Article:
clock menu more-arrow no yes mobile

Filed under:

Randy Carlyle Coaching Myths Part Five: Shot Distance

Randy gives this post the thumbs up. You should too.
Randy gives this post the thumbs up. You should too.
Joel Auerbach

The Myth:

Randy Carlyle's collapsing defensive system pushes shots to the outside and away from the dangerous areas of the ice.

All season long, this was repeated time and time again. Even though shot totals were way up from previous years, we were told that it's just because teams aren't able to get the puck in close to the net and are forced to take more shots from the outside out of frustration. Just yesterday Travis Yost (a Sens blogger) posted an article on the site that shall not be named (but will be linked for the sake of this article) trying to look at shot quality and how it might be tied into shot distance. He postulated that teams with higher shot distance averages would have higher team save percentages. Turns out, there is virtually no correlation between average shot distance and save percentage. In that post you can see that the Leafs had the farthest average shot distance in the league, while also being dead last in 5v5 SA/60.

Another area where I've seen Carlyle's system defending in how the percentage of shots from 30+ for the Leafs in highest in the league. 64% of the Leafs ESSOG came from 30+ feet versus only 55% league wide. (Link to these numbers will be below, but I don't want to spoil the rest now.)

My Hypothesis:

The Leafs high average shot distance and high average SA/G, coupled with watching teams get a free reset or uncontested point shot due to Carlyle's collapsing system, are indicative that rather than removing shots from the dangerous areas and pushing them to the outside, Carlyle's system has merely added shots from the outside/points while leaving shots from under 30 feet relatively unchanged.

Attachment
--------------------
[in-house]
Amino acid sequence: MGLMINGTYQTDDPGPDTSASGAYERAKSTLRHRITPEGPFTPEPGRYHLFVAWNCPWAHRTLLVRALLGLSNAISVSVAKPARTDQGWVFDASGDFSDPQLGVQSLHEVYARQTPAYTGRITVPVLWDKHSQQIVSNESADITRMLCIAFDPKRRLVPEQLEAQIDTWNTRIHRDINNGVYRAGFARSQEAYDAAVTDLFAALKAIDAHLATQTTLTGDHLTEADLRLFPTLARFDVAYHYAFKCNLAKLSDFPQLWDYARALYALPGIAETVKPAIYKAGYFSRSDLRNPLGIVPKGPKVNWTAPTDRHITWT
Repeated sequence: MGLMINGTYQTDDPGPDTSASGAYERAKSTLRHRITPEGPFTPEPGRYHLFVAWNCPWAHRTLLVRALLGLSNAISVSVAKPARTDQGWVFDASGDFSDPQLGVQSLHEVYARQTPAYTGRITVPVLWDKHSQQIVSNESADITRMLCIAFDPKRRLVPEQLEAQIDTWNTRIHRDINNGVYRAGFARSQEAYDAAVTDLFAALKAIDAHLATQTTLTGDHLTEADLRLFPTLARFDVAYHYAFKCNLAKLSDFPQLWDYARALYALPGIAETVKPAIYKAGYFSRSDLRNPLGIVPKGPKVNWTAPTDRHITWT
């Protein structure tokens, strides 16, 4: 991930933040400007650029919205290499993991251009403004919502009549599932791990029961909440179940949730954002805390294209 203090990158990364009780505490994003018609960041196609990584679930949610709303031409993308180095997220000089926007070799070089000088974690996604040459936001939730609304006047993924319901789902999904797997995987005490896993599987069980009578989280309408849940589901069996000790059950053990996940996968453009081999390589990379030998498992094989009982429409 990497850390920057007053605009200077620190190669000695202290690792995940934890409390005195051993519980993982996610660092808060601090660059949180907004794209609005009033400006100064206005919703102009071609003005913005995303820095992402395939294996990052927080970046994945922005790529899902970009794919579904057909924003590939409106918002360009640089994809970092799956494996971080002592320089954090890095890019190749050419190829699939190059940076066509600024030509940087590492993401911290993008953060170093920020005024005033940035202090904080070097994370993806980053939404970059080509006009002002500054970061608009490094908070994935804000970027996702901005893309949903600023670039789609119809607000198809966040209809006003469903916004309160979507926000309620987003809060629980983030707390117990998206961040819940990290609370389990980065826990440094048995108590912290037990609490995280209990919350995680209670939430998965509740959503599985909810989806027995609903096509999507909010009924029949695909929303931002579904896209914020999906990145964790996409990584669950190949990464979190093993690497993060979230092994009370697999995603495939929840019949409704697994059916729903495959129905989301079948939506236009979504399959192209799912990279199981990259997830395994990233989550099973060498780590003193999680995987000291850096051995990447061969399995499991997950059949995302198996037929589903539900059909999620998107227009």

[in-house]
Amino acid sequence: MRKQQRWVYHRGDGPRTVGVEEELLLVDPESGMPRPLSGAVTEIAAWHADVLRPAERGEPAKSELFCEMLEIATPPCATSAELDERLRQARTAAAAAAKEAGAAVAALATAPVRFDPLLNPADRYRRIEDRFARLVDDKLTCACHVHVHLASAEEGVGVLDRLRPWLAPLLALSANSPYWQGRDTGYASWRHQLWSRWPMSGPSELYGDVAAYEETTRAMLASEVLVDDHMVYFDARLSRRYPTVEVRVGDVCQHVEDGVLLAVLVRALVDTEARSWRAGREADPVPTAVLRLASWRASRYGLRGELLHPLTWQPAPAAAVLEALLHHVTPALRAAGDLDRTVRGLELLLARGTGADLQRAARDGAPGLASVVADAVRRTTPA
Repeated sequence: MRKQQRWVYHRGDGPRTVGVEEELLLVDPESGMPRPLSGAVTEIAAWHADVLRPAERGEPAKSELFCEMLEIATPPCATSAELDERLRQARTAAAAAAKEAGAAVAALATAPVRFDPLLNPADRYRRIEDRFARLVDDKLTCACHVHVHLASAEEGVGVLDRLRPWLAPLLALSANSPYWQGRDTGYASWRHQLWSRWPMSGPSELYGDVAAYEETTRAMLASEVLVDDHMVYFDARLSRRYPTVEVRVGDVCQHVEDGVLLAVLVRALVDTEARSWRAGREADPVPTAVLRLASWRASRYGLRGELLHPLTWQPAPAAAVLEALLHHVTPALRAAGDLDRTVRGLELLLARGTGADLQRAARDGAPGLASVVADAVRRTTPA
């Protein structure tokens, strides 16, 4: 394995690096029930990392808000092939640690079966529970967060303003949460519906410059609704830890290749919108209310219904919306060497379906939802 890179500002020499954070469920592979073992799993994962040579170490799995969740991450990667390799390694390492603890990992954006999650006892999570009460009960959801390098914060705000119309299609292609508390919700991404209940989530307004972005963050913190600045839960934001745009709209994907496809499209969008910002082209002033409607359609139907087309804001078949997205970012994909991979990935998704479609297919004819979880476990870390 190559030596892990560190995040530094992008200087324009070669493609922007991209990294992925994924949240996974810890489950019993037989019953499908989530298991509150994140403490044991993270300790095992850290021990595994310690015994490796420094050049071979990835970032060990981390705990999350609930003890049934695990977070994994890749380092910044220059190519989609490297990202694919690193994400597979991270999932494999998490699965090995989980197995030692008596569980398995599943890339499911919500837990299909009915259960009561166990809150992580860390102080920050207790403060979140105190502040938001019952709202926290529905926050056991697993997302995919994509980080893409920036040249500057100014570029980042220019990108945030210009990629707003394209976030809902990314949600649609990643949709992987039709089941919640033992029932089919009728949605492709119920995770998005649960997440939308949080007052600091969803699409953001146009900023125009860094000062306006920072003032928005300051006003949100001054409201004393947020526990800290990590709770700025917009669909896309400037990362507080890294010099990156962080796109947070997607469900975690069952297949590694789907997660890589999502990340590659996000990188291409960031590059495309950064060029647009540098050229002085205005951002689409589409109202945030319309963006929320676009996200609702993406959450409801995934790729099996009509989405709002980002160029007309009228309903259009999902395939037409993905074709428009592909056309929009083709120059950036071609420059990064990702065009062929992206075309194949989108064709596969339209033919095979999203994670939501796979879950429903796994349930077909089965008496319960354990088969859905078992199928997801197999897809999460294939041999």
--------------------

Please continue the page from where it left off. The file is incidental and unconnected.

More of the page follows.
Using PPP user and all around nice guy ninjagreg's amazing Super Shot Search, I tabulated the totals shots for the Leafs and the NHL as a whole from 0-10, 10-20, 20-30, and 30+ feet. Then I normalized these to a per game number. The results might surprise you (but not me because this was my gut feeling):

ES Shots Per Game Average From Certain Distances (link to spreadsheet)

Team Year 0-10 10-20 20-30 30+
TML 2009-12 1.65 4.74 3.73 14.76
TML 2013 1.46 5.38 3.71 18.88
NHL 2009-2013 2.06 4.97 3.81 13.37

(In the words of Willem Dafoe "We'll start the ass kissing with you.")

The total ES shot per game difference under 30 feet between the 2009-12 Leafs and the 2013 Leafs? +0.30 shots.

The shot difference from 30+ feet? +4.12 shots.

The total ES shot per game difference between the 2009-13 NHL vs 2013 Leafs under 30 feet? -0.40 shots.

The shot difference from 30+ feet? +5.56 shots.


Randy Carlyle's collapsing defensive system doesn't "push" shots to the outside; it merely adds them.

This myth is busted.